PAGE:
I wasn't sure how this all would go, since she's not very verbal, but she quickly (within two days) started telling me each time she needed to go.  I changed the timer setting to 20 minutes the second day, then thirty minutes the third day; then I only reminded her if it'd been awhile and she hadn't asked).  A couple weeks into it, she has had no accidents of any kind for the last week or so (even been dry after naps) – I consider her potty trained at this point (HOORAY!).  I don't know how much is attributable to the method, but I am SO thankful this was quick and easy – it's been my favorite potty training experience so far! 

 

Honestly, the biggest four things about this process that I think have helped are

(1)praying (before, during, after, aloud, silently – this whole thing has been covered in prayer for patience, success, etc),

(2)giving her real panties most of the time instead of diapers, pull-ups, etc. (I am doing pull-ups at night, to save on laundry; but she's equally excited about the panties and the pull-ups!), 

(3)praising her for dry panties throughout the day (as opposed to just praising her for going potty on the toilet)

(4)just being relaxed and happy.  I wasn't really stressed at all (as I was with my first daughter – I had not a clue what I was doing!), except maybe right at the beginning. Overall this was a happy and enjoyable process (as enjoyable as potty training can be, I mean). 

 

I do tend to try for all or nothing.  Either my kids are diapered or they're potty training/trained – no real in between.  Training Naomi at this age was somewhat experimental, since she is a bit younger and doesn't say many words, but as it worked so well, I don't plan to go back to diapers at all. 

 

I've yet to have a child regress after potty training – I just haven't let that be an option when they're awake. I don't discipline for accidents if they happen once – only if they become a habit that doesn't seem to be health-related.  I have had a daughter who had a few potty accidents which quickly stopped after I gave that child some special one-on-one time – the need for snuggling was apparently manifesting itself in potty accidents.  So I do try to weigh the whole picture. However, I don't worry at all about naps or nights till they're around three.  Hannah was dry at night for a few months, then just started wetting the bed at night again.  Isabelle did the same thing at around 30 months.  I just stick a cloth diaper, or trainer on them at night till it goes away. I suppose that's not the greatest thing to do, but it works.  I really like what Kendra said about not worrying, as they'll be trained by junior high!  I apply this particularly to sleep times.  Isabelle's now dry at night consistently, and has been for quite awhile, but I'm sticking with cloth dipes/trainers at night for the littler ones!  There are some great ones at littleraindancers.com!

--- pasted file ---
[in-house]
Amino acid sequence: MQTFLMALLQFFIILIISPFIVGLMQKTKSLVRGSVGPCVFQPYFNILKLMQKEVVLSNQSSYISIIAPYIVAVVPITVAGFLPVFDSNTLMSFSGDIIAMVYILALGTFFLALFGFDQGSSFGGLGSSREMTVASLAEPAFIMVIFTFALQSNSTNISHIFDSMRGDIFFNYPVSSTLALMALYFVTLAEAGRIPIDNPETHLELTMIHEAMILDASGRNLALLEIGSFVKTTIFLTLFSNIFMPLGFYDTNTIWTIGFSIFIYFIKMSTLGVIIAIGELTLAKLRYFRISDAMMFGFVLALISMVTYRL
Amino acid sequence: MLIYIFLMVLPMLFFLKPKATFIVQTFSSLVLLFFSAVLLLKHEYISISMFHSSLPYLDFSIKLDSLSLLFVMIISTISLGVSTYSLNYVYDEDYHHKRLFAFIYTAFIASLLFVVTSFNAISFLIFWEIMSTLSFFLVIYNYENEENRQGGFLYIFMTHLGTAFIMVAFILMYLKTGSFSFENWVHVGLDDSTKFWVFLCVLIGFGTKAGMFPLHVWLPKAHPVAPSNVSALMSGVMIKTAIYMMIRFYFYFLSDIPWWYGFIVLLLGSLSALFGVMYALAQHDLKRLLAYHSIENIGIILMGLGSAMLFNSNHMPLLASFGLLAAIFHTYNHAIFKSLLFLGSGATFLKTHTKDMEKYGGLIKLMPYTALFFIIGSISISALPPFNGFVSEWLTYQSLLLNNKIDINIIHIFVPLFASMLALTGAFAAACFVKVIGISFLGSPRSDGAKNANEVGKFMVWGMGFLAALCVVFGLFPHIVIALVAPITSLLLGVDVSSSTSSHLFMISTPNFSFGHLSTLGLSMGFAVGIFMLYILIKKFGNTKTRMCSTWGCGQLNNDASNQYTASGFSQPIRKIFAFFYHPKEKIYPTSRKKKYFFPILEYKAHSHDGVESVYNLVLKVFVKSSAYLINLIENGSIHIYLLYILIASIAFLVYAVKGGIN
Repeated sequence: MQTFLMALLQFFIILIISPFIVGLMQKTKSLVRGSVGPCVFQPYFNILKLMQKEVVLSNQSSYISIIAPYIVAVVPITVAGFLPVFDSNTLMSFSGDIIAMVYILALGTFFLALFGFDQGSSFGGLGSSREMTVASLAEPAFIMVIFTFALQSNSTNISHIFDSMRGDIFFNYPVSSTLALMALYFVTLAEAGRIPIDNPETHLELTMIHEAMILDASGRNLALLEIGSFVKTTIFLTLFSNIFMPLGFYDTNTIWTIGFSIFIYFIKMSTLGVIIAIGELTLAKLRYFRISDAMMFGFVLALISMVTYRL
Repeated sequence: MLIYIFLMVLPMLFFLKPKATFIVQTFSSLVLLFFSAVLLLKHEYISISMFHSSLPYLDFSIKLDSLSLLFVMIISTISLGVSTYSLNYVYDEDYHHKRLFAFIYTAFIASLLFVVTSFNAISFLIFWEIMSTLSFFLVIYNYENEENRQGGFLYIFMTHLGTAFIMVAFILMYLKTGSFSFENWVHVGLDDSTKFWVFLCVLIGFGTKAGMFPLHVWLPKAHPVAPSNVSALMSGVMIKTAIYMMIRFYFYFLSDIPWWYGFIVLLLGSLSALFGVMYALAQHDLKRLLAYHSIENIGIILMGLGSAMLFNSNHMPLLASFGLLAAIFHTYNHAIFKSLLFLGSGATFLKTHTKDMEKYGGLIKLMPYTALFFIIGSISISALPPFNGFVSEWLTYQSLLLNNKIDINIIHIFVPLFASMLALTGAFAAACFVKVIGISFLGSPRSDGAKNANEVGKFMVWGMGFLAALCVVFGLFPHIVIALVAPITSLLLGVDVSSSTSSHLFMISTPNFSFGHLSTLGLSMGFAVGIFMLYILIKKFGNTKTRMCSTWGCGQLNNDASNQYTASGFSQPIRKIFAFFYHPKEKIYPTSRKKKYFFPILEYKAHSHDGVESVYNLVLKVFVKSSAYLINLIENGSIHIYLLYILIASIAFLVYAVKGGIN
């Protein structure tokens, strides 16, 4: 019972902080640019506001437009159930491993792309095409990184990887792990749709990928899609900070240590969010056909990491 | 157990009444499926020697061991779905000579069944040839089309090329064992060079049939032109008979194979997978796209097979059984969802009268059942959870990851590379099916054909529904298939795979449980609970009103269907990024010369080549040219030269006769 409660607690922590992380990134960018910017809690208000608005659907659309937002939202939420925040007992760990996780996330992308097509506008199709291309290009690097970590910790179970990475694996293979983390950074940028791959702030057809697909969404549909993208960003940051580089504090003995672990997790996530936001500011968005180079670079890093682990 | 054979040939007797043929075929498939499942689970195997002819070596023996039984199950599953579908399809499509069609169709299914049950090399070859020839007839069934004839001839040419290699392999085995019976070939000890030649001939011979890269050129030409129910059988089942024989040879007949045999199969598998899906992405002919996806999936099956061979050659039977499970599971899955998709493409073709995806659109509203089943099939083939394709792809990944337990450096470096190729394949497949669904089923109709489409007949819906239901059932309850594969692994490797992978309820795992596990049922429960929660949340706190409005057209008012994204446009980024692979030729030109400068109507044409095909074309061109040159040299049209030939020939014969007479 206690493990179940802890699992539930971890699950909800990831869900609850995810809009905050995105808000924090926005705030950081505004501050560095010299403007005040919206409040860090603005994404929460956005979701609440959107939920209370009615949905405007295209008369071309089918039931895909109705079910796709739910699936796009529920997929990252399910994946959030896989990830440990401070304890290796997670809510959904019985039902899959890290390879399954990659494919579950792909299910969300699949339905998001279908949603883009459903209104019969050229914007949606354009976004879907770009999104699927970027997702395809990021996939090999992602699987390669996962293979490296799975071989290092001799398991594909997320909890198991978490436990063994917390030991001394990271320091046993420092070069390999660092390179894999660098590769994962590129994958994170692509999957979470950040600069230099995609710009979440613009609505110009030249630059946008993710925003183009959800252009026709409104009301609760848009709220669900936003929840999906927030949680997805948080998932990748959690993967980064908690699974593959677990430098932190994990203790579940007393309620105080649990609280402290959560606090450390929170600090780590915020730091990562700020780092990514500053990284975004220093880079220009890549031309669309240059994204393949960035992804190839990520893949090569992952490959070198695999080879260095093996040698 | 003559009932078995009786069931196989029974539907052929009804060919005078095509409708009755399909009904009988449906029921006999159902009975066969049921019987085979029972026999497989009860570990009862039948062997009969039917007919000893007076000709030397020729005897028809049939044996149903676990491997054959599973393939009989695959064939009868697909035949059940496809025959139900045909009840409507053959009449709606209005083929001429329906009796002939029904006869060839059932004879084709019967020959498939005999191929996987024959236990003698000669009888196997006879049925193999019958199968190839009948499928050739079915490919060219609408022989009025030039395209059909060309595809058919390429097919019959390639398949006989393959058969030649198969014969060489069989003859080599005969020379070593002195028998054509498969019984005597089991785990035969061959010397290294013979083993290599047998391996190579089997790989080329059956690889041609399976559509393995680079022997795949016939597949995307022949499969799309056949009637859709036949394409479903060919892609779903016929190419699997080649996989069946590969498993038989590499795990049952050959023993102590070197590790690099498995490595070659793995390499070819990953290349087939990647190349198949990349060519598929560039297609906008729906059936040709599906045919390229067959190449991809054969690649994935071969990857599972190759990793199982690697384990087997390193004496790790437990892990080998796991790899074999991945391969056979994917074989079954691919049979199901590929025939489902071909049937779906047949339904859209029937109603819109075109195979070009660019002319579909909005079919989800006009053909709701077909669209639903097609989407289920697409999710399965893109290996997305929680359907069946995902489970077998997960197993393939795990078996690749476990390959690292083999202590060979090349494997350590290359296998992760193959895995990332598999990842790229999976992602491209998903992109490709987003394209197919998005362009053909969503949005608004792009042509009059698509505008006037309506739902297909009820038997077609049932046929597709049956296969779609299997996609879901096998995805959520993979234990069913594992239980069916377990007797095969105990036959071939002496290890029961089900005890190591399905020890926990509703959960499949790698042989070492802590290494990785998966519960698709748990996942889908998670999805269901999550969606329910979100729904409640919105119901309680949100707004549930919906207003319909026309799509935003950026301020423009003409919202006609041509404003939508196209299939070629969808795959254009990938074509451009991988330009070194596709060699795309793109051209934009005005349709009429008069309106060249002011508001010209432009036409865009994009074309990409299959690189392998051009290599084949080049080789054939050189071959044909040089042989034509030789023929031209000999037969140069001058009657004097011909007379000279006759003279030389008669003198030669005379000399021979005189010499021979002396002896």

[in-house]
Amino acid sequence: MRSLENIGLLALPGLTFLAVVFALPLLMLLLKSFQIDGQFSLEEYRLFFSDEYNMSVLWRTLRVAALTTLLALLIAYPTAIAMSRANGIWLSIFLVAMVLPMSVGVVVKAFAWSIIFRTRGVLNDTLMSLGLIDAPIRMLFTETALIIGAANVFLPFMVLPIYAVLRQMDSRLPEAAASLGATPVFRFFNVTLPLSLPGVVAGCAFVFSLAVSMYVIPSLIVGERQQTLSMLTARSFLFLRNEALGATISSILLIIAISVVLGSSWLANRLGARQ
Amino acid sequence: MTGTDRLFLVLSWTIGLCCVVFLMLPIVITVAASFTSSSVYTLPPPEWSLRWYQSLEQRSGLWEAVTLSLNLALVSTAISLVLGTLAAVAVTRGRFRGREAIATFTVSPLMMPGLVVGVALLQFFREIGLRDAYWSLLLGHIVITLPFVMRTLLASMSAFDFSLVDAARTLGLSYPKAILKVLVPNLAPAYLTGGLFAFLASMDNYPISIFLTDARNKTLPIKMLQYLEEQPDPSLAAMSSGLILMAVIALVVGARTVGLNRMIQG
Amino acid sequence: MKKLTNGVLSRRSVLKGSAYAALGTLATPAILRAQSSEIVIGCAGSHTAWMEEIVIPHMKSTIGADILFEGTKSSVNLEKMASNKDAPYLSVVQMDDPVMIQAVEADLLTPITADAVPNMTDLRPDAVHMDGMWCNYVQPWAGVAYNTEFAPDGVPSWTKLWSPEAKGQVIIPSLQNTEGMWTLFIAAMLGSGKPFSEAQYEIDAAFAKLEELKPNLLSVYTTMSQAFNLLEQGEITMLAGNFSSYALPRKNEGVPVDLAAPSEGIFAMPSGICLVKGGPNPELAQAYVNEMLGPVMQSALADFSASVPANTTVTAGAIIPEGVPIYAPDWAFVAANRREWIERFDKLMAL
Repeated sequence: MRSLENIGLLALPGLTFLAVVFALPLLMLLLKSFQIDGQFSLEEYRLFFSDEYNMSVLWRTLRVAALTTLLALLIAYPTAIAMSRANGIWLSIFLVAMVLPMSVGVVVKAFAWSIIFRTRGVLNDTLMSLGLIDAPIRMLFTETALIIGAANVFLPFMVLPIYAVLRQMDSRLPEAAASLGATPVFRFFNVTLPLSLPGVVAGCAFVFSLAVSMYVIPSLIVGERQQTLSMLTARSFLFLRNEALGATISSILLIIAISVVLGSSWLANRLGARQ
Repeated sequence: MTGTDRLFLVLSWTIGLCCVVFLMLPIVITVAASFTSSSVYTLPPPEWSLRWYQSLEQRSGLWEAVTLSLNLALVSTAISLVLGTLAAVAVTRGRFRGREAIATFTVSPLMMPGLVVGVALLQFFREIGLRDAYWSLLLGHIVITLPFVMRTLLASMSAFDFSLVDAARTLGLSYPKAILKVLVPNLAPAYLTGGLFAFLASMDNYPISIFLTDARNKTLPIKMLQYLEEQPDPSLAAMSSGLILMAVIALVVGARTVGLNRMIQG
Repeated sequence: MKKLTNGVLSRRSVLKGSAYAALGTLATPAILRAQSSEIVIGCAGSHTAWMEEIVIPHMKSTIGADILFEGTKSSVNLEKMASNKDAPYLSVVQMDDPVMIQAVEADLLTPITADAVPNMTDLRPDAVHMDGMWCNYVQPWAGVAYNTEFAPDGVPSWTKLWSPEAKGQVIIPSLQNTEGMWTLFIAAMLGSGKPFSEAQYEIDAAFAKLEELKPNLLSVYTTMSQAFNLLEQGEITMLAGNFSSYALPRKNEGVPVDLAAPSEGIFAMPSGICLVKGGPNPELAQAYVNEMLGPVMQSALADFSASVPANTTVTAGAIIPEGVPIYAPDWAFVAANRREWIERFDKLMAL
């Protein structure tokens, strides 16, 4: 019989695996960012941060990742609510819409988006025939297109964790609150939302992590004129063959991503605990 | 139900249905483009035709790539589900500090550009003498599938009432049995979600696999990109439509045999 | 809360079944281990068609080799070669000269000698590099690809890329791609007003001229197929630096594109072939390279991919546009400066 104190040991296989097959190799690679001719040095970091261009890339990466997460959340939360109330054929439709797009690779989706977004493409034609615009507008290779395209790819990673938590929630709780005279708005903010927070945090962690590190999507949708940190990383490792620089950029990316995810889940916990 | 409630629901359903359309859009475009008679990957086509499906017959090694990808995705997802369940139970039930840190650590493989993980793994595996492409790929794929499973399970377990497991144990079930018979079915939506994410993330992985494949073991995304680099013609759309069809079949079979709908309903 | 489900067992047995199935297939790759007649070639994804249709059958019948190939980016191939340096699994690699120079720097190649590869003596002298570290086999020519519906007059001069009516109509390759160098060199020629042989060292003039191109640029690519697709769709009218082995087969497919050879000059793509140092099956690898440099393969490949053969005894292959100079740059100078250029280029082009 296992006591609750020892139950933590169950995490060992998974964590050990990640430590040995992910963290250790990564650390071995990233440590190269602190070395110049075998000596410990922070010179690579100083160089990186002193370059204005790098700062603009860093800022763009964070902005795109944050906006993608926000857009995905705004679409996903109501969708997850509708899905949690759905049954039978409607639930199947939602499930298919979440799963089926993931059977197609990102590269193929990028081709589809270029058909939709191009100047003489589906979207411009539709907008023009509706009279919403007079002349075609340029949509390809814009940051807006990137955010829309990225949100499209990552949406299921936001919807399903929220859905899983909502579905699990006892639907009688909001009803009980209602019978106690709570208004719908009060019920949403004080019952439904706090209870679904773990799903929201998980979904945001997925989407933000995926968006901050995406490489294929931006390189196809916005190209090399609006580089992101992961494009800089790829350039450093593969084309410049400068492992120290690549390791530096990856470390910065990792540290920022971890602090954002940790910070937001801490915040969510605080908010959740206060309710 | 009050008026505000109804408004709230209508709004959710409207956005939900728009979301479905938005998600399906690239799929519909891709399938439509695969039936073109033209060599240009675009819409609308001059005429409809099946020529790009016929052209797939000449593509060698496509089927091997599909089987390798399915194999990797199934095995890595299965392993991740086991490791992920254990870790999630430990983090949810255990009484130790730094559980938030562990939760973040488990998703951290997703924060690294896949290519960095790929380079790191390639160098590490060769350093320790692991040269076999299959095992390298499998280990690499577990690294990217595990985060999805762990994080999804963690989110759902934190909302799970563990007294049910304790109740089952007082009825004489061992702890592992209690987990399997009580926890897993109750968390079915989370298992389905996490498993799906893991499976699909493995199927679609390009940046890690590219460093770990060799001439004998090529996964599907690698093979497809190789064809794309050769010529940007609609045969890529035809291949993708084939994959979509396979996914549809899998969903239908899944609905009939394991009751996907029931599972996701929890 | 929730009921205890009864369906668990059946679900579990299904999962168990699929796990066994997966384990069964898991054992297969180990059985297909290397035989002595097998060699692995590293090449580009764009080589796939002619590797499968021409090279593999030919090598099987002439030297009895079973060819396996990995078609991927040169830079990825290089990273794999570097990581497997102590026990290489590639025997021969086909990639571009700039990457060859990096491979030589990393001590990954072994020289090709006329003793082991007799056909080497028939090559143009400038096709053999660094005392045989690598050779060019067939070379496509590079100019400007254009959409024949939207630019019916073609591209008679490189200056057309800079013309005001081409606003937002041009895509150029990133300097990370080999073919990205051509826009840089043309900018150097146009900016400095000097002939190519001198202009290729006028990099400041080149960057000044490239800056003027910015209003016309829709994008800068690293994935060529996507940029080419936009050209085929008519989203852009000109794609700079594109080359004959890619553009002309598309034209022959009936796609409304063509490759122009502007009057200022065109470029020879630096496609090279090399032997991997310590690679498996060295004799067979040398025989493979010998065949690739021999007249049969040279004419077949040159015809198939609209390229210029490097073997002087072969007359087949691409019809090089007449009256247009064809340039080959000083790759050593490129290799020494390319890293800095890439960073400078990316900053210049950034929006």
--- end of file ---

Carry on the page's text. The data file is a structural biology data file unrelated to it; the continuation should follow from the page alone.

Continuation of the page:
Happy Autumn Pictures

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Hannah with the sweet little Venetian parasol from Aunt Kiki

It's so cute I'm almost afraid to let them play with it . . .

 

The fairy tale puppet show, from Shakespeare's Globe Theatre, also compliments of sweet Auntie Kiki

 

I believe Isabelle was acting out Beauty and The Beast

 

Naomi being cute!

 

Juliette (whom we've affectionately named Babyette) says:”mmmmm, bread”

 

Babyette in the ergo

 

Hannah actually had enough hair for a ponytail after bath – it lasted about five minutes till her hair dried, but she was mighty proud of it!

 

Isabelle “climbing” a tree (we do occasionally go outside!)

 

What could be better than a leaf-raking pile?

 

Naomi and Hannah ready for some good ol' Sabbath feasting (tacos – our favorite! and my first double crust pie – not perfect, but it's a start)

 

More leaves . . .

 

“Hmm, should I eat these?” (yes, she did)

 

Hannah “swimming” in the dolly cradle

 

Isabelle working hard to make lovely little Thanksgiving placecards

 

Matt took my picture while I was setting the Thanksgiving table

 

Daddy with his girls on a lunch break

 

Giving baby sister love

 

ballerina Belle, who's rather obsessed with my scarf!

 

hanging out in the toy box

 

Hannah pushing Juliette in the cart

 

Turnabout Is Fair Play . . .

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After Matt was so kind as to come up with a list of my oddities, I decided to see if I could *tag* him.  Of course, in his good humour, he graciously obliged. I was going to say it's odd that he has no desire to learn to dance and he likes The Simpsons, but he informs me these are not strange in the slightest for a guy.  So, with his help, here's the list of nine odd things about my dear sweet husband: